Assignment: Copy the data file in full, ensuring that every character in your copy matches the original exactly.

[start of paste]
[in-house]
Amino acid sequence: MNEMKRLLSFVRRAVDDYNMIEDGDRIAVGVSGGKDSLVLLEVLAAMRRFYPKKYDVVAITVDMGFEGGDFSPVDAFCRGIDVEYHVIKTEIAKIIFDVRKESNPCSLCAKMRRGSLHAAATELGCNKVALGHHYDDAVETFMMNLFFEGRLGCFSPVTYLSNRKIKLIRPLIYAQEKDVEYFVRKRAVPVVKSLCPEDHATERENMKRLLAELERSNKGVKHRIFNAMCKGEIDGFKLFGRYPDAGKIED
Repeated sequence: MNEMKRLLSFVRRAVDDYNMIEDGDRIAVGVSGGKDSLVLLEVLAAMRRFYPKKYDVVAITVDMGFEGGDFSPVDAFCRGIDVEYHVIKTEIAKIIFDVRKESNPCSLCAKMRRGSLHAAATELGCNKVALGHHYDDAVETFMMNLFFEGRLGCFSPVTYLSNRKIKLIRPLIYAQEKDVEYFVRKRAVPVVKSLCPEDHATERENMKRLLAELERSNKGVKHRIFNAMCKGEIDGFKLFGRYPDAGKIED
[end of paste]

[in-house]
Amino acid sequence: MNEMKRLLSFVRRAVDDYNMIEDGDRIAVGVSGGKDSLVLLEVLAAMRRFYPKKYDVVAITVDMGFEGGDFSPVDAFCRGIDVEYHVIKTEIAKIIFDVRKESNPCSLCAKMRRGSLHAAATELGCNKVALGHHYDDAVETFMMNLFFEGRLGCFSPVTYLSNRKIKLIRPLIYAQEKDVEYFVRKRAVPVVKSLCPEDHATERENMKRLLAELERSNKGVKHRIFNAMCKGEIDGFKLFGRYPDAGKIED
Repeated sequence: MNEMKRLLSFVRRAVDDYNMIEDGDRIAVGVSGGKDSLVLLEVLAAMRRFYPKKYDVVAITVDMGFEGGDFSPVDAFCRGIDVEYHVIKTEIAKIIFDVRKESNPCSLCAKMRRGSLHAAATELGCNKVALGHHYDDAVETFMMNLFFEGRLGCFSPVTYLSNRKIKLIRPLIYAQEKDVEYFVRKRAVPVVKSLCPEDHATERENMKRLLAELERSNKGVKHRIFNAMCKGEIDGFKLFGRYPDAGKIED